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ANDREWS_UENV17EE

Microbes, mud, mucus and minerals: deep-time record of microbial environments and processes (ANDREWS_UENV17EE)

Project description

Reconstructions of palaeo-environmental conditions from geological proxies usually target fossil skeletons or carbonate mineral cements.  Carbonate concretions are interpreted as mineralized by-products of in-sediment microbial activity; however, a lack of modern analogues limits understanding of formative biogeochemical processes. Detection of unambiguous microbial biomarkers in concretions remains elusive, and hypotheses regarding the role of microbial EPS (“mucus”) in initial growth phases remain untested. Moreover, newly-published clumped isotope (CI) temperatures from concretions suggest warmer conditions and deeper burial than indicated by geological context. Thus the value of concretions as deep-time environmental and microbiological repositories is under-explored, despite their potential to “lock-in” paleo-temperatures, -salinities and other environmental parameters.

Project Aims and Objectives

Jurassic concretions are the initial focus. These started forming shortly after deposition in waterlogged sediment, were buried, exposed to hydrogeological regimes, exhumed by erosion, and have captured a time-integrated record of temperature and pore fluid changes in their cements. Cementation environments will be established by novel CI techniques in a framework of detailed petrographic and geochemical data. New protocols will be developed for isolation of microbial biomarkers and entombed fossil microbial biomass. Parallel experiments using modern sediments and microbial cultures will replicate environmental conditions of the earliest stages of concretion genesis. The aim is to understand how concretion-bearing sediments were physically and biochemically modified by microbial consortia.

Work Plan and Training

In Year 1 material will be collected from classic sites in the UK, followed by training in petrography, stable isotopic and organic geochemical analyses. Culture experiments will be initiated. The main data-gathering phase will be in Year 2 and focus on CI thermochronology, biomarker extraction and characterization of microbial biomass. Data integration and interpretation will be concluded in Year 3.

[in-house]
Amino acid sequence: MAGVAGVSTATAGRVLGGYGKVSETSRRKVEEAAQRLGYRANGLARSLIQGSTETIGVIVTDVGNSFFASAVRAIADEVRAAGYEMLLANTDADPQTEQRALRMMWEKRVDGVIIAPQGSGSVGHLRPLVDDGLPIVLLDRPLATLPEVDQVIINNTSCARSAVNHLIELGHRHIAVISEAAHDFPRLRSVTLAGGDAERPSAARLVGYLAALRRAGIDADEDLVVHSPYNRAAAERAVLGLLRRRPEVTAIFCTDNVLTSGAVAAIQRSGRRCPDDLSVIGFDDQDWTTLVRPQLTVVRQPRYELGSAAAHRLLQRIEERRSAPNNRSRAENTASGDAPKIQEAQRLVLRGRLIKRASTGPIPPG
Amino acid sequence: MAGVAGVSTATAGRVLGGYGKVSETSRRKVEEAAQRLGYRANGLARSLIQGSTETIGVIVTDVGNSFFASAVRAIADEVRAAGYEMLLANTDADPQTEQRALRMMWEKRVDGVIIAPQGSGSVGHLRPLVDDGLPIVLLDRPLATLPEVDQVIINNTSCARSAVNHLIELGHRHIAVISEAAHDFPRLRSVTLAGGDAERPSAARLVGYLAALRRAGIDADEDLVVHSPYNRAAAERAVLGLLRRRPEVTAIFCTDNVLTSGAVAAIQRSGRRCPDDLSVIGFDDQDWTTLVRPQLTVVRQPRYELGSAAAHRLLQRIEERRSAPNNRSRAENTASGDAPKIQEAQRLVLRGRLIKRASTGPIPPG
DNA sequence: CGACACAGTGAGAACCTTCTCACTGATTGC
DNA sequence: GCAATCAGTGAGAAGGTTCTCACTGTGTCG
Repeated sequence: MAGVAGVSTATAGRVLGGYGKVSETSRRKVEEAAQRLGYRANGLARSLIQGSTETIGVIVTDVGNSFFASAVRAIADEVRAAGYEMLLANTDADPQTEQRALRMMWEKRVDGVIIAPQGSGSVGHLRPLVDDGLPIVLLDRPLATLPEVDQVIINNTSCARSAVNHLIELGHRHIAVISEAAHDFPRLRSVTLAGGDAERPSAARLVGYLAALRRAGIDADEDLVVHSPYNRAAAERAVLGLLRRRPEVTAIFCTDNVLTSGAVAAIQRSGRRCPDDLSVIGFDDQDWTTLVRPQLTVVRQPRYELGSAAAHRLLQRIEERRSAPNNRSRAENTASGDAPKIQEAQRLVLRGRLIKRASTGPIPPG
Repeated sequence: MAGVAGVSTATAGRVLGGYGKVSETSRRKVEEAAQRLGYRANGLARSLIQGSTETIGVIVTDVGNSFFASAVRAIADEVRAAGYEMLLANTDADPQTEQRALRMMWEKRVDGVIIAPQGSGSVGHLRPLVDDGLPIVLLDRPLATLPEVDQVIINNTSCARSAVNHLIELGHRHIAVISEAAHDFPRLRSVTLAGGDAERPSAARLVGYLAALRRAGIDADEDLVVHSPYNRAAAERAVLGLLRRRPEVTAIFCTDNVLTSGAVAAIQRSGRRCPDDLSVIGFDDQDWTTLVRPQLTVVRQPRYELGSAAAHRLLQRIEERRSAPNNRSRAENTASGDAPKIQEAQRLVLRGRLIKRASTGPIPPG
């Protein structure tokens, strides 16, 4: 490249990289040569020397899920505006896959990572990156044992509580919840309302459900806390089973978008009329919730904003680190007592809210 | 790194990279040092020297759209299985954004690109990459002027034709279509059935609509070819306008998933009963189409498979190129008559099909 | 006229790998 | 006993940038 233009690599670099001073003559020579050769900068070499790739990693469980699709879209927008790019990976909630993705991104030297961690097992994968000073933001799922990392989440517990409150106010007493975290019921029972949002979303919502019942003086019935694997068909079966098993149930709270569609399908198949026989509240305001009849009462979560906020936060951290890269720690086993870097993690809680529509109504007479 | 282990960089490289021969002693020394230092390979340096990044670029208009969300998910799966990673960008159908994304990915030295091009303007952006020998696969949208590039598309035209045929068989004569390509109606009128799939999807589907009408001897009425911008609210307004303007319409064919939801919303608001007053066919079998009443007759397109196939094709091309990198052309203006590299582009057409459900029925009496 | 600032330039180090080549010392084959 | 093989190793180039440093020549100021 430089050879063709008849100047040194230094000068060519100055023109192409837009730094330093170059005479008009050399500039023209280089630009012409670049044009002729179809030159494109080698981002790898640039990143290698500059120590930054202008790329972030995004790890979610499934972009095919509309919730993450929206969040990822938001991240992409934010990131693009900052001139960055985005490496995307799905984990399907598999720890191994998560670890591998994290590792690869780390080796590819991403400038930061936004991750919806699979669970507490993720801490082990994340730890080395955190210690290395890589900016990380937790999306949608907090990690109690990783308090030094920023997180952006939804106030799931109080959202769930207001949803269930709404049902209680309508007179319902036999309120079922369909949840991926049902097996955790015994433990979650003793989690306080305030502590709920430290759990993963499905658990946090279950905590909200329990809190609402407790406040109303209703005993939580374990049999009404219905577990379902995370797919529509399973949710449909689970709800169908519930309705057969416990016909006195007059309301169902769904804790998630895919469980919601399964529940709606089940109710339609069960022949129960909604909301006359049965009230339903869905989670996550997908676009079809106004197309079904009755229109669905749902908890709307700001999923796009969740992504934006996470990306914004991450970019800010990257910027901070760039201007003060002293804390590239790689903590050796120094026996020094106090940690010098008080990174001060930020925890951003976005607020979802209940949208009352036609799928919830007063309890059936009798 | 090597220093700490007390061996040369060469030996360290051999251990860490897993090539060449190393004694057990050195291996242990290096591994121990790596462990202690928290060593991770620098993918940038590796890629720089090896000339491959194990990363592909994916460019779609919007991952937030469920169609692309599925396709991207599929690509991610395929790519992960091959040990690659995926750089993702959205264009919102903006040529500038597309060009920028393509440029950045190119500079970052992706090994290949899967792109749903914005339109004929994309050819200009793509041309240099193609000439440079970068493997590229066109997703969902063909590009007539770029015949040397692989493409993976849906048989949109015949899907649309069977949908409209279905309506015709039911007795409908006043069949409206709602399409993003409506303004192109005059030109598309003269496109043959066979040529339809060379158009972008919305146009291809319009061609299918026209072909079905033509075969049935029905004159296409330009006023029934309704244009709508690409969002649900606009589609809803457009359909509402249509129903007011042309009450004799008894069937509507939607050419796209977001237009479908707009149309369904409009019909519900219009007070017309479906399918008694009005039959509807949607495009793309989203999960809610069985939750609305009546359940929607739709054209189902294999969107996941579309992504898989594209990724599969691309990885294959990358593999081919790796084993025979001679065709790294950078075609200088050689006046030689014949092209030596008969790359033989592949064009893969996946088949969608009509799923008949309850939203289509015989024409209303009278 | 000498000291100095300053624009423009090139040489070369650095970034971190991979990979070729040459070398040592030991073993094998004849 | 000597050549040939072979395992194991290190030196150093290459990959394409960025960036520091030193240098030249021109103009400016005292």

Project Aims and Objectives

UEA has a vigorous geochemical research cluster led by 5 experts in sedimentary geology, palaeoclimatology and palaeooceanography with excellent facilities: mass spectrometers, GC-MS, laser ablation ICP-MS, SEM and XRD. Training in both organic and inorganic techniques and multi-disciplinary integration are key features of this project, which will suit Earth Science students with aptitude for soft-rock geochemistry. Resulting skills will be of key value to hydrocarbon and environmental industries. 

This project has been shortlisted for funding by the EnvEast NERC Doctoral Training Partnership, comprising the Universities of East Anglia, Essex and Kent, with twenty other research partners.

Shortlisted applicants will be interviewed on 14/15 February 2017.

Successful candidates who meet RCUK’s eligibility criteria will be awarded a NERC studentship. In most cases, UK and EU nationals who have been resident in the UK for 3 years are eligible for a full award. In 2016/17, the stipend was £14,296.

For further information, please visit www.enveast.ac.uk/apply.

References

  1. Deflise, W.S and Lohmann, K.C. (2016) Evaluation of meteoric cements as a proxy material for mass-47 clumped isotope thermometry. Geochim Cosmochim Acta 173; 126-141
  2. Hendry et al. (2006) Jurassic septarian concretions from NW Scotland…marine mudrock diagenesis. Sedimentology 53; 537-565
  3. Lloyd, S.J  et al. (2014) Clumped-isotope constraints on cement paragenesis in spetarian concretions. J Sed Research 84; 1170-1184
  4. Andrews, J.E et al.  (2016) Exhumed hydrocarbon-seep authigenic carbonates from Zakynthos Island (Greece): concretions not archaeological remains.  Marine Pet Geology76, 16-25
  5. Eley, Y, Pedentchouk, N., & Andrews, J.E. (2014) Understanding 2H/1H systematics of leaf wax n-alkanes in coastal plants at Stiffkey saltmarsh, Norfolk, UK. Geochim Cosmochim Acta128, 13-28. doi.org/10.1016/j.gca.2013.11.045
Co-Supervisors
Dr Nikolai Pedentchouk, School of Environmental Sciences, University of East Anglia
  • Start date 1 October 2017
  • Programme PhD
  • Mode of Study full time
  • Studentship Length 3.5 years
Entry requirements
  • Acceptable First Degree Earth Sciences or a similar discipline
  • Minimum Entry Standard 2:1 Honours degree